Nothing holds so much promise as the future, and over the past century few organisations have done a better job of packaging and selling the future as the National Aeronautics and Space Administration whose vision sold a nation on the insane promise of sending humans to the Moon and probes to the outer planets and beyond.
Key in the engagement of a public perhaps uncomfortable with the challenging mathematical and engineering concepts or the scientific gains from these endeavours was the presentation of the missions, often accomplished through artwork, simple, accessible, easily understood and disseminated in magazines, newspapers and classrooms, three of the creators of which are celebrated in Artist Depiction.
Funded by an Indiegogo campaign and with its UK premiere at the Sci-Fi London film festival, the three artists who provide their “oral history” are Don Davis and Rick Guidice who each created art for NASA for over forty years and multi-disciplinary artist Charles Lindsay who founded the SETI Institute’s Artists in Residence programme.
Each artist the subject of an extended interview as they discuss their inspirations, their work and their contributions, there are also copious presentations of their work, both “in progress” sketches and finished artworks, many of which will be familiar to any who have ever had even a passing interest in the exploration of the solar system and the stars.
Hugely ambitious and yet seemingly achievable, astonishing yet comforting, both Davis and Guidice worked alongside Gerard O’Neill in the mid-seventies to design hypothetical space colonies whose inner workings were meticulously considered and calculated, conceived to be practical possibilities within a generation with the extrapolation of existing technologies, a closed yet fully functioning ecosystem in orbit.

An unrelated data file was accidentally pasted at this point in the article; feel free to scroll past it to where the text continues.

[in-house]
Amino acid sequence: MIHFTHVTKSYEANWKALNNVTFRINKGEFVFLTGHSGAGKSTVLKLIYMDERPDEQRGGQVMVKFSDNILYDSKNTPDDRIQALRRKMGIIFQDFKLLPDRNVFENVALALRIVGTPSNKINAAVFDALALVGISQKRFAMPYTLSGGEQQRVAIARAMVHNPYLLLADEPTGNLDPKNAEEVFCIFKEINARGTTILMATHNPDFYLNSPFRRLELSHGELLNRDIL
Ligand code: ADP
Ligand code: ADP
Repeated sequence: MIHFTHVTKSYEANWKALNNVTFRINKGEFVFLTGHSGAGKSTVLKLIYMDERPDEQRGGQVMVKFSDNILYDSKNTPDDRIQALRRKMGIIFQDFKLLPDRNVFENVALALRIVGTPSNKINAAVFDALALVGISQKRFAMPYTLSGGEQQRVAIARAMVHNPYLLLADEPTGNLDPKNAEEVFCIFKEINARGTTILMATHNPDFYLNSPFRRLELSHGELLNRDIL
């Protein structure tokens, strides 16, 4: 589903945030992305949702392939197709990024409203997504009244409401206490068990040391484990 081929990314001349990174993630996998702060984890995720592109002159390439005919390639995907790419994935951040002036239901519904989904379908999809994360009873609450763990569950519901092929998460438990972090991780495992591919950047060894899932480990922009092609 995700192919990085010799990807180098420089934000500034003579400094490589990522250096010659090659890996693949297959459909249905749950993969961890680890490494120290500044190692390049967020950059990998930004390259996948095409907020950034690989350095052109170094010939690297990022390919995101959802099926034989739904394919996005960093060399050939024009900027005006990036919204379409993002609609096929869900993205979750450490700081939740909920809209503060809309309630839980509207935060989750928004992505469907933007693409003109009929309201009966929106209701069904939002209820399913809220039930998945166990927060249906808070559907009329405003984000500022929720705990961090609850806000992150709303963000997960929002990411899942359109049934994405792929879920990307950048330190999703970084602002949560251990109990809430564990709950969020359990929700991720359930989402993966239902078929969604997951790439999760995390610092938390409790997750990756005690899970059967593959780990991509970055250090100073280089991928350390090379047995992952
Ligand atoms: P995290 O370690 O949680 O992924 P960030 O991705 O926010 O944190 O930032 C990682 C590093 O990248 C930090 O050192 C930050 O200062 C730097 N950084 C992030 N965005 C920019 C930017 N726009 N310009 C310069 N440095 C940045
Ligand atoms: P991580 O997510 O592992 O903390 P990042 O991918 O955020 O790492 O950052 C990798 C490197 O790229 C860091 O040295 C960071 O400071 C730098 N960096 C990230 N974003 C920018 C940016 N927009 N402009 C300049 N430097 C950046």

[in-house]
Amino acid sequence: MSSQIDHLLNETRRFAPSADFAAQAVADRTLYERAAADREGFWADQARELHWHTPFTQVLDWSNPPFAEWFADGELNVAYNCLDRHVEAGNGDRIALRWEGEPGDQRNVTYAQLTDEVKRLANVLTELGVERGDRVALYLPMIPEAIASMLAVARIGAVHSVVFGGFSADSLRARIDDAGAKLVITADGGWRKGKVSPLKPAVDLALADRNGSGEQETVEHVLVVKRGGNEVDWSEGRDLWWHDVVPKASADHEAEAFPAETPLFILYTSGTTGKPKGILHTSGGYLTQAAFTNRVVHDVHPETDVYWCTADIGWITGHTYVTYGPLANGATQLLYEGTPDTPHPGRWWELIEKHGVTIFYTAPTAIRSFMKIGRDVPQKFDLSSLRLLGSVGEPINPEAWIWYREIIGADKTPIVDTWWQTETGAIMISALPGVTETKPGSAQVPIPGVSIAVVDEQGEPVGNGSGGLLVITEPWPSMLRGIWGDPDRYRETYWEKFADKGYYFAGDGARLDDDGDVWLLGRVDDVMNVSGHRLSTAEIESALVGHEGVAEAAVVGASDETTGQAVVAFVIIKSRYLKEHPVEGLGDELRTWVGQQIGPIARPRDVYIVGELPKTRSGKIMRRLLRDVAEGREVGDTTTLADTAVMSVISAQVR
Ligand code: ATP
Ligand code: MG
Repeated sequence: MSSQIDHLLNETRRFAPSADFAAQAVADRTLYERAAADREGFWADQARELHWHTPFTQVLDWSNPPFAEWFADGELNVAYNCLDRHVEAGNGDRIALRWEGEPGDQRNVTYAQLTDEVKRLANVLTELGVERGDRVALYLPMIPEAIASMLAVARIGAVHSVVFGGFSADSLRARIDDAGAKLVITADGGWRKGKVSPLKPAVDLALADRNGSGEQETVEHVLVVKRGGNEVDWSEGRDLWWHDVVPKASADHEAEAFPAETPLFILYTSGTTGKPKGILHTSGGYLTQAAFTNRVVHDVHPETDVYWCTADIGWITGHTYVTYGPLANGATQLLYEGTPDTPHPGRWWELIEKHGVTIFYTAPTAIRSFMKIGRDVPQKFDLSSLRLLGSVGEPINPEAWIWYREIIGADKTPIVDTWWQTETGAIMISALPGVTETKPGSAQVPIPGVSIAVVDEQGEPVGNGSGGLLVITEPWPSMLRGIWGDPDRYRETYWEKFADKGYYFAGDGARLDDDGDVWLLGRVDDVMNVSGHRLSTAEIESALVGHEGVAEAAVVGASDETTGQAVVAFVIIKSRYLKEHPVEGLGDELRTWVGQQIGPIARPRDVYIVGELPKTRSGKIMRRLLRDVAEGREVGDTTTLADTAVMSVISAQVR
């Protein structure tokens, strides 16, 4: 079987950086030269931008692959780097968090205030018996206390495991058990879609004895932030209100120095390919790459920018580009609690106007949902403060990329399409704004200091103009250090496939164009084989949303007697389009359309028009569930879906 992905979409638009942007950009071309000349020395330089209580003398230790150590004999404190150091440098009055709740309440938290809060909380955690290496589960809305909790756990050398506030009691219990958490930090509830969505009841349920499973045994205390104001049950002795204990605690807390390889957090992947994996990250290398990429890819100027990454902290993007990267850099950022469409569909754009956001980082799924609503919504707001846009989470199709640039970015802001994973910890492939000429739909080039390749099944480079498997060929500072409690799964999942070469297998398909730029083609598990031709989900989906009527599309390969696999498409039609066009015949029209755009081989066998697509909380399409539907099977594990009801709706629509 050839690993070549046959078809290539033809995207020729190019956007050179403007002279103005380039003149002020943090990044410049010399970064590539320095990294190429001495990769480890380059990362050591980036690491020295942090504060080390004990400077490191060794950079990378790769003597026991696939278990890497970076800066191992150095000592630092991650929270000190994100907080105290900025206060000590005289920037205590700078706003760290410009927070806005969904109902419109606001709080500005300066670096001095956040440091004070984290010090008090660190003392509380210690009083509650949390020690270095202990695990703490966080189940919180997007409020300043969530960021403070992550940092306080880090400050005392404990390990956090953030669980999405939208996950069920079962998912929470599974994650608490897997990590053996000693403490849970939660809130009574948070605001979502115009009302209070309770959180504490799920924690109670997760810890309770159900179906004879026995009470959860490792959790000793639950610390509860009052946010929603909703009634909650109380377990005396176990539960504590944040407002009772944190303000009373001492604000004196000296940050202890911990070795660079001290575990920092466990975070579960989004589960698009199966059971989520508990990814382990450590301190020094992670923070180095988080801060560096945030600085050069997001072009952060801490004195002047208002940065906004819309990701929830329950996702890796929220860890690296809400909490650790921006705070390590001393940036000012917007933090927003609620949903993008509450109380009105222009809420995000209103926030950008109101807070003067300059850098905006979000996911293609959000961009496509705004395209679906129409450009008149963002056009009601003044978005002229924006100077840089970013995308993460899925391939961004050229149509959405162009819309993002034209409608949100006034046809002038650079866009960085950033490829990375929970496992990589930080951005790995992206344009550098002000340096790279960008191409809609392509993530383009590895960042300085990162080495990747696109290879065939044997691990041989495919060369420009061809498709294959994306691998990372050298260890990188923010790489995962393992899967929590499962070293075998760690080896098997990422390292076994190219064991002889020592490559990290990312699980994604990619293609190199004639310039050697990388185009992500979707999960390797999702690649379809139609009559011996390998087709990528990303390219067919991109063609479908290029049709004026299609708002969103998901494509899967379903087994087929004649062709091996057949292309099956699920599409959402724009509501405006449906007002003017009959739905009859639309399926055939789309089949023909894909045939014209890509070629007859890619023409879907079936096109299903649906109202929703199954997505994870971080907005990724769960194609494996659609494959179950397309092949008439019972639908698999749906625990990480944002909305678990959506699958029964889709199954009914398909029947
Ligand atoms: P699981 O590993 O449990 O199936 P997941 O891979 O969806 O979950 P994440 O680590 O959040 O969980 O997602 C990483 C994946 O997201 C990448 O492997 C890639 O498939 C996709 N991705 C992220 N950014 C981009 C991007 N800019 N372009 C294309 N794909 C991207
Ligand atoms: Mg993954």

Mentored by the great Chesley Bonestell who saw him as “a young artist he found promising,” Davis recalls him emphasising the need to master basic techniques such as perspective, understanding that the fantastic had to be grounded in the real if the viewer were to be convinced that the subject depicted could be achieved, and Davis would later collaborate with Carl Sagan on several projects including the wraparound cover for the Pulitzer prize winning Dragons of Eden.
Guidice feeling that “Robert McCall was the standard to achieve,” his work is also grounded in the practical, depicting Voyager’s gravitational slingshot around Jupiter and the capture of asteroids for mining, while former photojournalist Lindsay’s interests are more esoteric, interested in art installations on subjects such as interspecies communication which aim to achieve “spontaneous comprehension,” something he feels art can facilitate better than hard science.
The subjects all enthusiastic, knowledgeable and personable, uncompromised optimists who truly believe in the practical application of their dreams and eager to share the possibilities of humanity in space, Artist Depiction is presented as a feature documentary but is a composite of three shorter pieces and as such the format is repetitive, but the beautifully crafted works are sufficient compensation to make any structural shortcomings bearable.
Artist Depiction had its UK premiere at the Sci-Fi London film festival on 19th May